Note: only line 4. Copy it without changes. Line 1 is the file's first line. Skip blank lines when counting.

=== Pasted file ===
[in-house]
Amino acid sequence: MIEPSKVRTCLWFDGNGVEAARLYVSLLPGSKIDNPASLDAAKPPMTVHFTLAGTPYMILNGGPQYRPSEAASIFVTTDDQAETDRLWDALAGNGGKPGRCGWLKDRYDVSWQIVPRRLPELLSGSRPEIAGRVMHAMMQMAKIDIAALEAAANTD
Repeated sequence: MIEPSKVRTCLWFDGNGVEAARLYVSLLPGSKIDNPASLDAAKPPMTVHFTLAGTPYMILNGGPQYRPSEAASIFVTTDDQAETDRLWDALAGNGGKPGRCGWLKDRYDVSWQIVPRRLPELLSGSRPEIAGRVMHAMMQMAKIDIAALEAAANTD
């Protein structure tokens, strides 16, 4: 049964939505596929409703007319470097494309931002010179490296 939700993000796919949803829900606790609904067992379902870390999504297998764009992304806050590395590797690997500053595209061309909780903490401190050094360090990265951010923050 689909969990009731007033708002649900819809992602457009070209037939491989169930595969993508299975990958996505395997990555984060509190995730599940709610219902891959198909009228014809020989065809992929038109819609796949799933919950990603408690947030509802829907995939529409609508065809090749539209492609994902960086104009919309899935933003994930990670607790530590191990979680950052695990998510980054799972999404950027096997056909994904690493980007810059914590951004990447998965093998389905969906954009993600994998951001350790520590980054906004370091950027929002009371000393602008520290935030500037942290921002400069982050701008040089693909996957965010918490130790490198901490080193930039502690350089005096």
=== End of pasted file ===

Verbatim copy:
């Protein structure tokens, strides 16, 4: 049964939505596929409703007319470097494309931002010179490296 939700993000796919949803829900606790609904067992379902870390999504297998764009992304806050590395590797690997500053595209061309909780903490401190050094360090990265951010923050 689909969990009731007033708002649900819809992602457009070209037939491989169930595969993508299975990958996505395997990555984060509190995730599940709610219902891959198909009228014809020989065809992929038109819609796949799933919950990603408690947030509802829907995939529409609508065809090749539209492609994902960086104009919309899935933003994930990670607790530590191990979680950052695990998510980054799972999404950027096997056909994904690493980007810059914590951004990447998965093998389905969906954009993600994998951001350790520590980054906004370091950027929002009371000393602008520290935030500037942290921002400069982050701008040089693909996957965010918490130790490198901490080193930039502690350089005096």